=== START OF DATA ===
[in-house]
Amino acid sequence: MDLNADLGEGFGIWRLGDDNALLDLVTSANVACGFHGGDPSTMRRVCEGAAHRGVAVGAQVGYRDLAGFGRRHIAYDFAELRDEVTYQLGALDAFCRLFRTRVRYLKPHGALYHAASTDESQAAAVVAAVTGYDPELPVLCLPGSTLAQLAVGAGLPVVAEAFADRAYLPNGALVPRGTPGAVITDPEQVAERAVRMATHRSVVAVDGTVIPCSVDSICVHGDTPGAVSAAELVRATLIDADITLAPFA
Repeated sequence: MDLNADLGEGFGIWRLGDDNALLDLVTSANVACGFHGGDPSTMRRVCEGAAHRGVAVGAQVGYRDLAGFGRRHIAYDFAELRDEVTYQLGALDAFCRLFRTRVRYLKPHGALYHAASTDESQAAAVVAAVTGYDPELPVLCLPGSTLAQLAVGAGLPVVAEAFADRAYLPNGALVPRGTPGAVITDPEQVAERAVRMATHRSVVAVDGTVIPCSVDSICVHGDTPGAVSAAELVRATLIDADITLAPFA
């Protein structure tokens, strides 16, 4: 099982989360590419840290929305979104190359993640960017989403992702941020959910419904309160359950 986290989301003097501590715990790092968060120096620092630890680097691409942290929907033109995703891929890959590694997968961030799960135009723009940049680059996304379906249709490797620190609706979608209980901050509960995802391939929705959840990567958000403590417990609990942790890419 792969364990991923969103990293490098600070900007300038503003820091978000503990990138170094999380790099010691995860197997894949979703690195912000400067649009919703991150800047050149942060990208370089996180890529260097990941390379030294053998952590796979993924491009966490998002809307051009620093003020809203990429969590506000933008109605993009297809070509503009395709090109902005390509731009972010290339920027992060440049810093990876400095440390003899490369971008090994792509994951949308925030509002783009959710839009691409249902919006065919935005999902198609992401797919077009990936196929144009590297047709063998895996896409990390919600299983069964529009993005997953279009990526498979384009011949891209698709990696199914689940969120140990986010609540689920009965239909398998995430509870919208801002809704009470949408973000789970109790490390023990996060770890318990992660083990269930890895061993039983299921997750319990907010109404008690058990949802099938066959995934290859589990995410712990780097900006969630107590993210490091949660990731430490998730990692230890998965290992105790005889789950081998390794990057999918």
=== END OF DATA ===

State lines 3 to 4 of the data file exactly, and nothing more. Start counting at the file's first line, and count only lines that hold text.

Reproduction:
Repeated sequence: MDLNADLGEGFGIWRLGDDNALLDLVTSANVACGFHGGDPSTMRRVCEGAAHRGVAVGAQVGYRDLAGFGRRHIAYDFAELRDEVTYQLGALDAFCRLFRTRVRYLKPHGALYHAASTDESQAAAVVAAVTGYDPELPVLCLPGSTLAQLAVGAGLPVVAEAFADRAYLPNGALVPRGTPGAVITDPEQVAERAVRMATHRSVVAVDGTVIPCSVDSICVHGDTPGAVSAAELVRATLIDADITLAPFA
């Protein structure tokens, strides 16, 4: 099982989360590419840290929305979104190359993640960017989403992702941020959910419904309160359950 986290989301003097501590715990790092968060120096620092630890680097691409942290929907033109995703891929890959590694997968961030799960135009723009940049680059996304379906249709490797620190609706979608209980901050509960995802391939929705959840990567958000403590417990609990942790890419 792969364990991923969103990293490098600070900007300038503003820091978000503990990138170094999380790099010691995860197997894949979703690195912000400067649009919703991150800047050149942060990208370089996180890529260097990941390379030294053998952590796979993924491009966490998002809307051009620093003020809203990429969590506000933008109605993009297809070509503009395709090109902005390509731009972010290339920027992060440049810093990876400095440390003899490369971008090994792509994951949308925030509002783009959710839009691409249902919006065919935005999902198609992401797919077009990936196929144009590297047709063998895996896409990390919600299983069964529009993005997953279009990526498979384009011949891209698709990696199914689940969120140990986010609540689920009965239909398998995430509870919208801002809704009470949408973000789970109790490390023990996060770890318990992660083990269930890895061993039983299921997750319990907010109404008690058990949802099938066959995934290859589990995410712990780097900006969630107590993210490091949660990731430490998730990692230890998965290992105790005889789950081998390794990057999918």